Government policies around the world squeeze the sector

The hostile rhetoric and regressive policies of governments around the world is stopping non-governmental organisations speaking out and is limiting their freedom to manage their own finances. So claims a report from Charities Aid Foundation, released 22nd May, describing a wave of policies weakening the independence of not-for-profit organisations.

CAF press release, or download ‘Future World Giving: Enabling an Independent Not-for-profit Sector’ direct (pdf 353KB) at » Continue reading news item ... “Government policies around the world squeeze the sector”

Revised guidance on conflicts of interest

The Charity Commission has published revised guidance for charity trustees on conflicts of interest.

Improperly handled conflicts of interest have been a frequent issue across the Commission’s casework, and the guidance has been designed to improve general levels of understanding and to be clearer about what is expected of charities and their trustees. There is a high level summary as well as detailed guidance (CC29), plus a paper setting out the legal underpinning. » Continue reading news item ... “Revised guidance on conflicts of interest”

Understanding federated charities

New Philanthropy Capital is gathering the experiences of federated charities over the next month, in the lead up to an event on the subject (on 16th June Mind, Citizens Advice and YMCA are among those with federated structures.

NPC wants to hear the perspectives, good and bad, of both central and local, federated and non-federated organisations.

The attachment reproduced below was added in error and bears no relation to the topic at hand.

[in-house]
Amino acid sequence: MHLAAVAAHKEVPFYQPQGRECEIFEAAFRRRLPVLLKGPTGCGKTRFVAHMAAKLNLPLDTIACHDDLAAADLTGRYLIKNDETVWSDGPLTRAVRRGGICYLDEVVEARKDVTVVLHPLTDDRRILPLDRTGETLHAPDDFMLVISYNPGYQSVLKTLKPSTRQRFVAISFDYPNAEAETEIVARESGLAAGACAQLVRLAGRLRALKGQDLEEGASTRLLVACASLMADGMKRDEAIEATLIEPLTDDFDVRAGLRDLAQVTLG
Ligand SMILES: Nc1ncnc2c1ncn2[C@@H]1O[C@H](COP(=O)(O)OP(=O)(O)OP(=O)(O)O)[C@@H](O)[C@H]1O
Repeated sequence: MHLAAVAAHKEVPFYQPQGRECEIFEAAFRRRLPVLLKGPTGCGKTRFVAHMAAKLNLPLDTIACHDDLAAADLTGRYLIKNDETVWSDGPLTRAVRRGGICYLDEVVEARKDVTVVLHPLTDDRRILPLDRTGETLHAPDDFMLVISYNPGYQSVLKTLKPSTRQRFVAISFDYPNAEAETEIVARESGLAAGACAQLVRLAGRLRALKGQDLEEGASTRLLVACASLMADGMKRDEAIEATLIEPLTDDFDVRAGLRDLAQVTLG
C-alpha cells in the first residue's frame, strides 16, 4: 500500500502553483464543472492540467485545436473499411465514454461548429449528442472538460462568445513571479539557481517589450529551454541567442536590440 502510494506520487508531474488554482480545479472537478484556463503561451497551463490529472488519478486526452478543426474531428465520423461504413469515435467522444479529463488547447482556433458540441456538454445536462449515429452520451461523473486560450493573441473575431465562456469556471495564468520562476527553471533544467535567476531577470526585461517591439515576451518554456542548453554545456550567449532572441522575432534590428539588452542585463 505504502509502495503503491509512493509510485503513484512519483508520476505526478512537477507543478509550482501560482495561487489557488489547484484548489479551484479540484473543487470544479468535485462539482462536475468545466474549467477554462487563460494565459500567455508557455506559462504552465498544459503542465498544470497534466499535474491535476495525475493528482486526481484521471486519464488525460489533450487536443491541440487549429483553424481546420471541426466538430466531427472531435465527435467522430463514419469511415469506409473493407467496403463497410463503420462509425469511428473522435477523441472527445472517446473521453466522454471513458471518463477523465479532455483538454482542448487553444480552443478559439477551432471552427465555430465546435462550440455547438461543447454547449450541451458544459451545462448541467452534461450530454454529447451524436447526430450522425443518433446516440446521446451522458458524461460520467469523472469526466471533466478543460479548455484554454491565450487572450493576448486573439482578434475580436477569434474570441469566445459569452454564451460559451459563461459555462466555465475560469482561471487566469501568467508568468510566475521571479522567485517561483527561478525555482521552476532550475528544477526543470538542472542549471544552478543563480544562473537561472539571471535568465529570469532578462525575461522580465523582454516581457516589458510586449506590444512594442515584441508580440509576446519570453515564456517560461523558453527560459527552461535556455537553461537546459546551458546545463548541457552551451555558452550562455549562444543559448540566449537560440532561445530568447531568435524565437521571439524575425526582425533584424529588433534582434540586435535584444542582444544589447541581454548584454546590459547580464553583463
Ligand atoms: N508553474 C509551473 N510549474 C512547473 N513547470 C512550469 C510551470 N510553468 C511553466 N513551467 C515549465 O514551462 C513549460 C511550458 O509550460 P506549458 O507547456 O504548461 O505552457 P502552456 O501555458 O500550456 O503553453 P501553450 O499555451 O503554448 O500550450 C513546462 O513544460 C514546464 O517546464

Updated health and safety material for leisure activities

The Health and Safety Executive has updated its guidance and website section for those involved in leisure activities.

For example, a ‘checklist for premises e.g. community halls’ (itself dated March 2011) is linked from the front page at, with a page for amateur sports clubs at

Top security issues in protecting online services data

From Bates Wells Braithwaite Briefing:

The Information Commissioner’s Office has published a new security report highlighting eight of the most common IT security vulnerabilities that have resulted in organisations failing to keep people’s information secure. These are:
a failure to keep software security up to date; a lack of protection from SQL injection; the use of unnecessary services; poor decommissioning of old software and services; the insecure storage of passwords; failure to encrypt online communications; poorly designed networks processing data in inappropriate areas; and the continued use of default credentials including passwords. » Continue reading news item ... “Top security issues in protecting online services data”